As with any watch, the case is critical here; but, more so than with most watches, the case is one of this watch’s biggest distinguishing features and most compelling selling points. First off, it’s stainless steel. The medium size measures 41.6mm x 22.6mm, while the smaller model comes in at 34.8mm x 19mm ($4,000) and the larger at 45.1mm x 26.6mm ($5,750). To me, the result is a watch that works for both men and women, nodding a bit to vintage sizes without appearing dainty.
Cartier’s done a nice job adding interest to what could have been a rather plain design too. The brushed sides and polished rails give the edges visual definition, making the watch appear much punchier and better defined. A single finish would have resulted in something that looked sort of amorphous and, for lack of a better term, blobby. The case we have looks extremely architectural, with the intersecting sections of the case creating points of interest where they meet.
Now, look at the watch from the side. You really get a sense of the curvature and how nicely balanced it is. Then there’s the crown, with the quintessentially Cartier look of a blue stone set into geometric metal. However, it’s worth noting that here it’s a synthetic spinel cabochon looking back at you, not a sapphire. Considering the price of this watch and what a real sapphire would add, I can’t argue with this decision at all. If the watch were platinum, we’d be having a different conversation, but Cartier made the right call here.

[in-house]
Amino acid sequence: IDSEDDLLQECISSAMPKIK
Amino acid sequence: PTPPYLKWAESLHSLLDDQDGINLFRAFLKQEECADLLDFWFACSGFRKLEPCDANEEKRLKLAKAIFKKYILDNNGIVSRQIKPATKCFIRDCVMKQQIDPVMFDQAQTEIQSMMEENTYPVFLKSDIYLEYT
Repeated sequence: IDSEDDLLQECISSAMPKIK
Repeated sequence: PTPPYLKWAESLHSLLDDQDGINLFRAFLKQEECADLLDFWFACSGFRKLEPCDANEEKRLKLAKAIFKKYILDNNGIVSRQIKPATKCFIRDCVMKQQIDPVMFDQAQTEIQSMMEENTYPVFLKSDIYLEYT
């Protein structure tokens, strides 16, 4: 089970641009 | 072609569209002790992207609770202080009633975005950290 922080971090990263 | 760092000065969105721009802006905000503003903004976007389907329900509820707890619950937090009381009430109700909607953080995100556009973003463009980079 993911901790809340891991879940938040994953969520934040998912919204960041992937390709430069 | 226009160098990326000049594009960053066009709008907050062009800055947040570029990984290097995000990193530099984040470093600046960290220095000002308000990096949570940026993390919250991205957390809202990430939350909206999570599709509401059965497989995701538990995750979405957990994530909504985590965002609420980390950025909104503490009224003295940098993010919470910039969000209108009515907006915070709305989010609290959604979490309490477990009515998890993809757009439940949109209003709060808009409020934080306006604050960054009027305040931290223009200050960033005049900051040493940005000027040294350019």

One of the stand-out design traits of the Cintrée has traditionally been its curved caseback that gives the watch a completely crescent-shaped profile. That’s not the case with the Américaine. If you look here, you’ll notice that the curved front portion of the case is anchored by a caseback that is flat but with curved sides that rise up to meet the case itself. To accommodate the automatic movement here, the caseback itself has some depth, but you notice it much more on a table than on the wrist.
In total, the package comes in at 9.5mm thick at the center, the thickest point. While the watch doesn’t wear like an ultra-thin – or a vintage Cintrée, for that matter – it does have a relatively svelte profile that is in good proportion to its size. Finally, while you probably won’t be taking this watch diving (and you shouldn’t, for a lot of reasons), the Tank Américaine is water resistant to three bars of pressure, or approximately 30 meters.